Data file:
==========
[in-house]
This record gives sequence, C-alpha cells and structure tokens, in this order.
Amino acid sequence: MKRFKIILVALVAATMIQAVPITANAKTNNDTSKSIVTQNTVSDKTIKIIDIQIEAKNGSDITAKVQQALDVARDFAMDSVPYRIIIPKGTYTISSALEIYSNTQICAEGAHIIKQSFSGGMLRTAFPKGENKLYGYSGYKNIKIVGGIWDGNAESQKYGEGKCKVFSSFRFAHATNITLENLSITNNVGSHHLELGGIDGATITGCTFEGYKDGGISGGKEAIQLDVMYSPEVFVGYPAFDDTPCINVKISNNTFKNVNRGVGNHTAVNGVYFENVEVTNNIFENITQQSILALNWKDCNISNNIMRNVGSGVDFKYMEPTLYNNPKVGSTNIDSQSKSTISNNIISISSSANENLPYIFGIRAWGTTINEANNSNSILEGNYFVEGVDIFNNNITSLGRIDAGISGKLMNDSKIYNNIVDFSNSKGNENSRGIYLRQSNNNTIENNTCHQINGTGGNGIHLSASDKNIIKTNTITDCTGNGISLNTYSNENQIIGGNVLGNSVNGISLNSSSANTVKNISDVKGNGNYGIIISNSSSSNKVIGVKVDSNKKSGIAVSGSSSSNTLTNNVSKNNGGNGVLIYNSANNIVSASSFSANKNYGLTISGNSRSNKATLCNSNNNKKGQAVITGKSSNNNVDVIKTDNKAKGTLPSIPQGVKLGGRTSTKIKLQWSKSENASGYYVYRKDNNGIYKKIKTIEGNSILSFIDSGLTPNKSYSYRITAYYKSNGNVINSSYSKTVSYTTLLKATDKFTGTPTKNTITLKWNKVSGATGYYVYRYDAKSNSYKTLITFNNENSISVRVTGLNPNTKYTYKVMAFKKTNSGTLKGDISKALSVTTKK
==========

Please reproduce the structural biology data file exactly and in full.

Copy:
[in-house]
This record gives sequence, C-alpha cells and structure tokens, in this order.
Amino acid sequence: MKRFKIILVALVAATMIQAVPITANAKTNNDTSKSIVTQNTVSDKTIKIIDIQIEAKNGSDITAKVQQALDVARDFAMDSVPYRIIIPKGTYTISSALEIYSNTQICAEGAHIIKQSFSGGMLRTAFPKGENKLYGYSGYKNIKIVGGIWDGNAESQKYGEGKCKVFSSFRFAHATNITLENLSITNNVGSHHLELGGIDGATITGCTFEGYKDGGISGGKEAIQLDVMYSPEVFVGYPAFDDTPCINVKISNNTFKNVNRGVGNHTAVNGVYFENVEVTNNIFENITQQSILALNWKDCNISNNIMRNVGSGVDFKYMEPTLYNNPKVGSTNIDSQSKSTISNNIISISSSANENLPYIFGIRAWGTTINEANNSNSILEGNYFVEGVDIFNNNITSLGRIDAGISGKLMNDSKIYNNIVDFSNSKGNENSRGIYLRQSNNNTIENNTCHQINGTGGNGIHLSASDKNIIKTNTITDCTGNGISLNTYSNENQIIGGNVLGNSVNGISLNSSSANTVKNISDVKGNGNYGIIISNSSSSNKVIGVKVDSNKKSGIAVSGSSSSNTLTNNVSKNNGGNGVLIYNSANNIVSASSFSANKNYGLTISGNSRSNKATLCNSNNNKKGQAVITGKSSNNNVDVIKTDNKAKGTLPSIPQGVKLGGRTSTKIKLQWSKSENASGYYVYRKDNNGIYKKIKTIEGNSILSFIDSGLTPNKSYSYRITAYYKSNGNVINSSYSKTVSYTTLLKATDKFTGTPTKNTITLKWNKVSGATGYYVYRYDAKSNSYKTLITFNNENSISVRVTGLNPNTKYTYKVMAFKKTNSGTLKGDISKALSVTTKK